The trip has been re-ordered due to weather conditions impacting what we can visit. So first we head towards Galilee. Enroute visiting places around Nazareth. The Basilica of the Transfiguration with views over the plain of Armageddon, and The Nazareth Village, a recreation of 1st Century Galilee life. In the afternoon we visited St Gabriel’s the Synagogue Church and the Basilica of the Annunciation. On the whole an interesting day, but if I’m honest it felt a little like the Disney tour of The Holy Land. I wonder if it is even possible to view this land through the eyes of a first century Jew, in the twenty first century. Still there is something about travelling with a group of friends and fellow Christians in search of the Holy one. I do hope that over the next few days that moment comes.
What an amazing year this has been for us. 2014 will go down in the Cross household as a defining year, and it is a year that has possibly been best summed up in the word generosity. Generosity from those around us, and generosity from a loving God. This year I have felt only good wishes from those who have discovered that I was moving into ministry and stopping my IT work. I made some good friends at my last contract with Virgin Atlantic, and felt nothing but good wishes from them all during my time there, and as I departed on the new adventure. Friends from our old Church sent us off with generosity and love. We are blessed enough to only be twenty minutes away, so many are still in touch. Generosity from family as we turned a number of homes upside down to accommodate what we hope was the best result in the end. Close friends travelling to celebrate with us in June, as I was ordained. The generosity of an agnostic (my category not his) friend attending three formal services in two days to celebrate with me will forever be etched on my mind. Generosity from the new body of people that we walk with. The people of St. Mary Magdalen, in Sheet could not have been more welcoming and generous. Since arriving we have made some great friends and have felt the love of the people around us. Also a very generous new set of work colleagues to learn from; who seem to be willing to forgive the newbie a great deal. Yes a year full of generosity.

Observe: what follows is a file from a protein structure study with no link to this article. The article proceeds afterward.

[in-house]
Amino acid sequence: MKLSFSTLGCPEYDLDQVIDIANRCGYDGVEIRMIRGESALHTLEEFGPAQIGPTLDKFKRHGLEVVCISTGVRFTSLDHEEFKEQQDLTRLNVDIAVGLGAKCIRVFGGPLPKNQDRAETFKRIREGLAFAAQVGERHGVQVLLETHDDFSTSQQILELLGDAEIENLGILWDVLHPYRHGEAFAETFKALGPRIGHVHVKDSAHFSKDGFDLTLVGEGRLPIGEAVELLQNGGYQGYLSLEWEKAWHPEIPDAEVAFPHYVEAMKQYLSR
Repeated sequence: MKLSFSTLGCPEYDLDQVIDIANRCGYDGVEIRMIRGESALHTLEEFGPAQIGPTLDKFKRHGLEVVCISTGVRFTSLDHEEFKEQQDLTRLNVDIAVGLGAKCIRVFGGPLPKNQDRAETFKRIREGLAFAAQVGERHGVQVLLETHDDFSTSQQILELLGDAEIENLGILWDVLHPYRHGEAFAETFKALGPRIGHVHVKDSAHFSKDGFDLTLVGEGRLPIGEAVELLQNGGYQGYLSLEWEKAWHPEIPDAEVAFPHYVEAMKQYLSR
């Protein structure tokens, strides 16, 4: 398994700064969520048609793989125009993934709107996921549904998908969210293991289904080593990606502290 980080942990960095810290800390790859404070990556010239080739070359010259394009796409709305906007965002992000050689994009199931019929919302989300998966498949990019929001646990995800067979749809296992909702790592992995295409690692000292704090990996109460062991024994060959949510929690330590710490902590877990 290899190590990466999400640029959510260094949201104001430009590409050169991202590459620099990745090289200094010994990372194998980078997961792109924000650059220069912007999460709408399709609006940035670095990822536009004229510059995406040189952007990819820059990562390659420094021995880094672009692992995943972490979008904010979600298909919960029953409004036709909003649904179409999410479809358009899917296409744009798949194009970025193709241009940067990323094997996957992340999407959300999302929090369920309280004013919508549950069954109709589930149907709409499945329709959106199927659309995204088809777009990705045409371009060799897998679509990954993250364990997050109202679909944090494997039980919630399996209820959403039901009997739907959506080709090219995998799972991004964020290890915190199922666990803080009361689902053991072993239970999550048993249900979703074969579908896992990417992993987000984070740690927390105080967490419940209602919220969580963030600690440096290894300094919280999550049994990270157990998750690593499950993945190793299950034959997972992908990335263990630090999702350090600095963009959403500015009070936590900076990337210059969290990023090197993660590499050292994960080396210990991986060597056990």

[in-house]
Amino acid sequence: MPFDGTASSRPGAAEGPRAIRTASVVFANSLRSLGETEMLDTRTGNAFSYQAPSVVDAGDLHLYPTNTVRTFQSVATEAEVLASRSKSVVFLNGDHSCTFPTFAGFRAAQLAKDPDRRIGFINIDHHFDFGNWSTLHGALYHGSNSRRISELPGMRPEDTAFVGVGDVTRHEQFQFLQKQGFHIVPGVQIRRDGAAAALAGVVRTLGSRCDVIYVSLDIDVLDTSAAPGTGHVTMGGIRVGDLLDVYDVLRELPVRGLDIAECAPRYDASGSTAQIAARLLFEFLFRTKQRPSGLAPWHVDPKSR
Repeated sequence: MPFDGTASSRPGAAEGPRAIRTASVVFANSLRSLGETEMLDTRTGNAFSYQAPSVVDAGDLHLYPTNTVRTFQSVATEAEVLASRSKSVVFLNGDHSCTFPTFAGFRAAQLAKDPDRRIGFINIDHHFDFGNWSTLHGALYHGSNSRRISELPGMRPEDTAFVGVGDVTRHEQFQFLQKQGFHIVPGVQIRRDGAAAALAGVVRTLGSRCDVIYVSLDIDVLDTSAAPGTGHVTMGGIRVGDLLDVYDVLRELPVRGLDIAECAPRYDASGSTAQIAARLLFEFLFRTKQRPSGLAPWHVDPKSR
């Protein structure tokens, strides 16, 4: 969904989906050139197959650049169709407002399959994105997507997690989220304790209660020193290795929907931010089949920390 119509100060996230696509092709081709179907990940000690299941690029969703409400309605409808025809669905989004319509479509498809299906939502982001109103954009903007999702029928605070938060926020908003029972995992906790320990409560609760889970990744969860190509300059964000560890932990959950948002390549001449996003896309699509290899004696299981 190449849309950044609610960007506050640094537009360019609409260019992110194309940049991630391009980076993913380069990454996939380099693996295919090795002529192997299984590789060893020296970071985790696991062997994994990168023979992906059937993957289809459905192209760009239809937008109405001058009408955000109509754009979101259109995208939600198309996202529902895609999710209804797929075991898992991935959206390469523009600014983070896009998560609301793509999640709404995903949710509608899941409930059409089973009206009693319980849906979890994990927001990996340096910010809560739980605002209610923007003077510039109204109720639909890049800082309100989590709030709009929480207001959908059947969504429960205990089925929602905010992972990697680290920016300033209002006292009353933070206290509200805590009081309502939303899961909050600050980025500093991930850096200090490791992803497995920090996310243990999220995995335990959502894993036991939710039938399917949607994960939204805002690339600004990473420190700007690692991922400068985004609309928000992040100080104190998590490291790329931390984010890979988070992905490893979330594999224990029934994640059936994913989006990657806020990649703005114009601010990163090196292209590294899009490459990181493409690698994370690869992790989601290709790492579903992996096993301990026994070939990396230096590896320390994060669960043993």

Let us be real, there have been some concerns and issues along the way. Moving is always hard work, not least in the middle of GCEs and A levels. Illness within the wider family, which whilst we are now less concerned about, we still don’t have all the answers to. Family adapting to new surroundings and boundaries, a curate doesn’t earn the same as an IT consultant. Most recently the loss of a friend, and the future years of friendship we eagerly anticipated. Yes there have also been a whole host of things that could put the dampers on life. However that is no different to the stuff you no doubt may have also gone through this year. Life can never be summed up, as wholly good or wholly bad, life is just a little messy that way.
I spoke the other night at our carol service, on how Jesus came into a messy world, full of conflict. Into a messy family, full of scandal. Into a messy barn full of…… Well you know what barns are full of. The point being God chose to step down into our mess and pull us up, rather then wait for us to try and climb to Him. It’s about a God that knows our mess and still brings hope. In my book that is a generous God, and that makes tomorrow worth celebrating. Happy Christmas from me and mine to you and yours.
Loads of love, Max.
P.S The money for the Christmas card you didn’t get has gone to Kids of hope http://kidsofhope.wordpress.com this year. And I hope you enjoyed my efforts above ;-)